London Belongs To Me

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Read 01/06/2015-10/06/2015

Rating: 5 stars

I can’t describe adequately how much I loved London Belongs to Me. The characters were so real, and it made me appreciate another side to London that reminded me that all big cities are home to someone. The writing style was of its time, but also as fresh as if it had been written yesterday. Even with the very specific setting of London in the Second World War, the people and their interactions with each other were timeless. The story has an engine of wry comedy that drives it on, with pathos and grit mixed in, too. I just loved it.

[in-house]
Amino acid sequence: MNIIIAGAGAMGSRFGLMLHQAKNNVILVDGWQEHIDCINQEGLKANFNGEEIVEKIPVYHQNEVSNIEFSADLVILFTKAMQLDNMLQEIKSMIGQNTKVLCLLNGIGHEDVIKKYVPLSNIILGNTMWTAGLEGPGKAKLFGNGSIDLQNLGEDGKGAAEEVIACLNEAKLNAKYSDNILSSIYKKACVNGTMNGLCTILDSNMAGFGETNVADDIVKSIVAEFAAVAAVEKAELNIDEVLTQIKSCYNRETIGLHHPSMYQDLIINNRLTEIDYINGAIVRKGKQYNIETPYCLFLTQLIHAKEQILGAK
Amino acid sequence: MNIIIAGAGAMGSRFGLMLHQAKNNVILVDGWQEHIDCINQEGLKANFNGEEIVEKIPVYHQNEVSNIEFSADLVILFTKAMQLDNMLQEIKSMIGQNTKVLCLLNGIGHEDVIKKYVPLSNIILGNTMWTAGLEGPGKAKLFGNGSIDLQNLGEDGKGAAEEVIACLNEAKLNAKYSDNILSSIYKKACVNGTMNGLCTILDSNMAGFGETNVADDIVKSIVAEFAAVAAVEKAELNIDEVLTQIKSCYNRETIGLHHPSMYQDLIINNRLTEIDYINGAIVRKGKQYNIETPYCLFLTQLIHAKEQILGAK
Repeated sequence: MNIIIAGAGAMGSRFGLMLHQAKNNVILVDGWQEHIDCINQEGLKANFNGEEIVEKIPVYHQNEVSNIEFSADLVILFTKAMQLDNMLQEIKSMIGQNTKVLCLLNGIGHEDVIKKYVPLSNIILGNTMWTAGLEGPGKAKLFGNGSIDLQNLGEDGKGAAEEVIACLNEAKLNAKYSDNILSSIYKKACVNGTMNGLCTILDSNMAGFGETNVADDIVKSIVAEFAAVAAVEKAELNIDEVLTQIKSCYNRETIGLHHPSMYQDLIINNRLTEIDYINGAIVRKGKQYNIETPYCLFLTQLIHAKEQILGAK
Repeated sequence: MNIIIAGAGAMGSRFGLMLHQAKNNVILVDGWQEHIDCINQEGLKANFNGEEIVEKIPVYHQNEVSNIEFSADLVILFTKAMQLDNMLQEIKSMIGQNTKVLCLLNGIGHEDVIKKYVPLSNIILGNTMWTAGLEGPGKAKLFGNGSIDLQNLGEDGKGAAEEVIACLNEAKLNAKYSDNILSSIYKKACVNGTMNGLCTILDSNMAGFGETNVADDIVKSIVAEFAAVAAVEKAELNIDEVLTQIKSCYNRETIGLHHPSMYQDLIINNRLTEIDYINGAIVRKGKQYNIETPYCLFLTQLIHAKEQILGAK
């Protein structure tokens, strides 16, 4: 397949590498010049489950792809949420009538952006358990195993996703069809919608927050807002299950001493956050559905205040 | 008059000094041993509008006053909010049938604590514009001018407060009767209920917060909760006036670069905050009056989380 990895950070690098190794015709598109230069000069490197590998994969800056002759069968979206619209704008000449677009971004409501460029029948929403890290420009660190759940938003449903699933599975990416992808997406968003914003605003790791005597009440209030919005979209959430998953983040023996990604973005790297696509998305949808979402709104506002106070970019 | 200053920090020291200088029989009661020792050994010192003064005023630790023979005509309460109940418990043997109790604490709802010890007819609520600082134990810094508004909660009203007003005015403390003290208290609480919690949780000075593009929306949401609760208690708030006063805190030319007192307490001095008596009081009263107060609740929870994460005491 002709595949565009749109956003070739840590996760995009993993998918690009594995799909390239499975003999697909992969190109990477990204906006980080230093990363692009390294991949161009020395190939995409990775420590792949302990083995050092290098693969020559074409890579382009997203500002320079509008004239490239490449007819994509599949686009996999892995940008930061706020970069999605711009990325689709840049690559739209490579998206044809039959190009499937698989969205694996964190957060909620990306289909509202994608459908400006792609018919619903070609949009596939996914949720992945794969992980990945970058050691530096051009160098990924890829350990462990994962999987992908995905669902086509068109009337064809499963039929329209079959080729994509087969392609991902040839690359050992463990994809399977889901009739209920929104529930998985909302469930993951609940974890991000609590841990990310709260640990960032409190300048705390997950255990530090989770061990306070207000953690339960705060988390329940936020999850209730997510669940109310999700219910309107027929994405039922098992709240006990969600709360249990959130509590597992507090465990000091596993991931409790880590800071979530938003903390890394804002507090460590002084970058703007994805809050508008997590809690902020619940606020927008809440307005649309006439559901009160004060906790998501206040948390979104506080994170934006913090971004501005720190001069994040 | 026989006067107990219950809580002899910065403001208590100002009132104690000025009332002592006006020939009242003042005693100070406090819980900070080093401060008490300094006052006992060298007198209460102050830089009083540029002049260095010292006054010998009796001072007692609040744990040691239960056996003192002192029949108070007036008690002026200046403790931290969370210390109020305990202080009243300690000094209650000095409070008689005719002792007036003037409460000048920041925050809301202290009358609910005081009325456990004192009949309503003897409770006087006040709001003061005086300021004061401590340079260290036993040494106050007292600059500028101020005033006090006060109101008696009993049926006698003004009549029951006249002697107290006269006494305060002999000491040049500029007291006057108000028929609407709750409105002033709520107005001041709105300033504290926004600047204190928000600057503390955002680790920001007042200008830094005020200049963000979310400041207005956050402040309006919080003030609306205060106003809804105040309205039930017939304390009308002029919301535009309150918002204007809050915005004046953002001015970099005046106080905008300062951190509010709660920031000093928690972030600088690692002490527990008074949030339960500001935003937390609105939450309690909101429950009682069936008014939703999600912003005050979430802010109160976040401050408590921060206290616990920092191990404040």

Since reading it, I’ve been telling anyone who will listen about this book. It is an incredible piece of literature – full of life, humour, pathos. It reads like a classic Ealing Film and it made me warm to London in a way I haven’t before. All of the characters are beautifully real, from the landlady of the house that acts as the focus of the novel, to her crazy fiancé who pretends to be a medium without realising he really is a medium, and the perpetually resting actress who likes to be in the thick of everyone’s business. The best characters, though, are the Josser family. They are every working class family from that era – resolute, principled, kind but not showy. I was sad when I had to close the book on them. I love it when characters become important to me like that.

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